Is the Ferrari 360 a Good Investment?


When buying a supercar there are numerous things you have to consider. On the very top of that list (narrowly above ensuring your other half won’t divorce you after buying it) is how much it is going to cost you. Of course, there’s a small minority of people who don’t have such money concerns and can worry more about where they are next going on vacation but for the rest of us, it’s a big deal!

There’s a lot to think about when looking at cars as an investment and we’ll look at these things within this article and talk about the Ferrari 360 specifically to analyze whether it’s a good choice, whether perhaps you should look at a specific model or actually whether buying a car is a good investment at all!

There’s a term known as ‘Man Maths’ where it’s absolutely possible to justify perfectly well any purchase to anyone, somehow discounting any negatives and highlighting any positives to such a degree that anyone would have to be completely bonkers not to buy whatever it is, immediately! I have suffered from this condition myself in the past and fully expect to suffer from it again in the future.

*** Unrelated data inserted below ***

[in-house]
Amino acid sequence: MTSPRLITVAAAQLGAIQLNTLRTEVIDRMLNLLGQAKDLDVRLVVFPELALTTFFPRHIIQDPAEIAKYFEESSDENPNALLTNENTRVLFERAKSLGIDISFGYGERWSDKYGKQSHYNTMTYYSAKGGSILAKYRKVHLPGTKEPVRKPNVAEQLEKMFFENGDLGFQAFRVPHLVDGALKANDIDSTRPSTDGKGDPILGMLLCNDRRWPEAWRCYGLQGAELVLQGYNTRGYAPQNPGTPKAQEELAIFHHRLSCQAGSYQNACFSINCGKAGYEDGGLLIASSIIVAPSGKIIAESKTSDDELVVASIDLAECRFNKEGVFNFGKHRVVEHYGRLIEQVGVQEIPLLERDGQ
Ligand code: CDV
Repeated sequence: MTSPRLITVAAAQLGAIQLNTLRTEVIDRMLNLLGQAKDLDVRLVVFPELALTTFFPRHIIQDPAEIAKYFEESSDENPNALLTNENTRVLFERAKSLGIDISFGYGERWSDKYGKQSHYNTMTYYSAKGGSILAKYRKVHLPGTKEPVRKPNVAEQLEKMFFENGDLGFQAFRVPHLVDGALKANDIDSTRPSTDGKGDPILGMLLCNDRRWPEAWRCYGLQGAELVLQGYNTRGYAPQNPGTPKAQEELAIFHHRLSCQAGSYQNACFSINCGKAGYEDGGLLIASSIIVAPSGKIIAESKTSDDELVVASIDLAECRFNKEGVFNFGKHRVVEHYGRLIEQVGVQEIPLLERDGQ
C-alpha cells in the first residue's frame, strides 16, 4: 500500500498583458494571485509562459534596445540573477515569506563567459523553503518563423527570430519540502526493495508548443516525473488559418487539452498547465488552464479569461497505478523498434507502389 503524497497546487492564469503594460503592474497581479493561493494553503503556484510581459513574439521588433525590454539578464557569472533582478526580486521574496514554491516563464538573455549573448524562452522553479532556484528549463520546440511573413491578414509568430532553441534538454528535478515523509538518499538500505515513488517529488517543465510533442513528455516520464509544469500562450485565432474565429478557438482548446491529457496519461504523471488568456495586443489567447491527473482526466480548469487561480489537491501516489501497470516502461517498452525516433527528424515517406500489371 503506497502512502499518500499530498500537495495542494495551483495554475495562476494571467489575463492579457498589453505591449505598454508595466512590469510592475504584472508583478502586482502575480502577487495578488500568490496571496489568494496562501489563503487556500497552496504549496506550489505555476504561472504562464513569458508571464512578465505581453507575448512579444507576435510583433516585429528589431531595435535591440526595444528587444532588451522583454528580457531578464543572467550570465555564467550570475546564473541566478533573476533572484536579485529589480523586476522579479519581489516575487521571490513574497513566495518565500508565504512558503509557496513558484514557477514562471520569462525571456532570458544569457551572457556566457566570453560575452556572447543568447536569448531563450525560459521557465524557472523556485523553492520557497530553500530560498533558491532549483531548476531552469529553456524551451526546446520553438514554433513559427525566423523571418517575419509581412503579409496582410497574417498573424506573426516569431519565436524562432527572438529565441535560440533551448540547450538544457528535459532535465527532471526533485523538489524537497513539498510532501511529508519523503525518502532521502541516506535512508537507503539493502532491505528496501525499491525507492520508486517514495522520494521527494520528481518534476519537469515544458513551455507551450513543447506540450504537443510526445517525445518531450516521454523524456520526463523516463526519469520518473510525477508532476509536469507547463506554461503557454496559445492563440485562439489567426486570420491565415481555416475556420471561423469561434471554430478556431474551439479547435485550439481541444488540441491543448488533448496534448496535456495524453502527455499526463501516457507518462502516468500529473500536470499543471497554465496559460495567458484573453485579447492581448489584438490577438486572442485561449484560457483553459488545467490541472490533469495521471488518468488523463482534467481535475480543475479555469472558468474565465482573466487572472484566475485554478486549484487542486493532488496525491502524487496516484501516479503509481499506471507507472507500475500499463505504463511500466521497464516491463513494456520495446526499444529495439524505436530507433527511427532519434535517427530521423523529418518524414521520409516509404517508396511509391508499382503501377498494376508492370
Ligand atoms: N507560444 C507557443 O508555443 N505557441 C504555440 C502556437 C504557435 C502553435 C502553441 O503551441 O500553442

That said, I’m going to apply lots of logic and zero emotion to this article, where possible. It will be difficult but I must so I can provide a reasonable answer! Wish me luck, I’m going in.

Is the Ferrari 360 a good investment? The Ferrari 360 Challenge Stradale is a better investment than the Modena and Spider due to its low production run and superior performance. However, you will need a lot of money, a lot of time and a fair bit of luck to make any money out of most exotic cars, including this one.

What makes a car a good investment?

There are many variables involved when choosing a car as an investment. Of course, the whole point of an investment is to make money out of it. So, when we’re looking at a car for the ‘vehicle’ to do this, the selling price of the car must be higher than the purchase price. Not just that though, the profit needs to be significant enough to be worth the effort as if you could just get the same return on a savings plan without risk, you’d be silly not to do that, right?

It’s not just that though. There are, as you know, lots of costs associated with buying a car and with an exotic those costs are usually significantly more. So, not only are you depending on the value of your car rising but you’re hoping (praying) that nothing goes wrong with it during your ownership. Remember, you have insurance, taxes, services, gas, etc. to take into account. The value of the car will have to increase by a sizeable amount to cover for all these losses! Although, if you’re using ‘man-maths’, none of these little things actually count.

Is Any Car a Good Investment?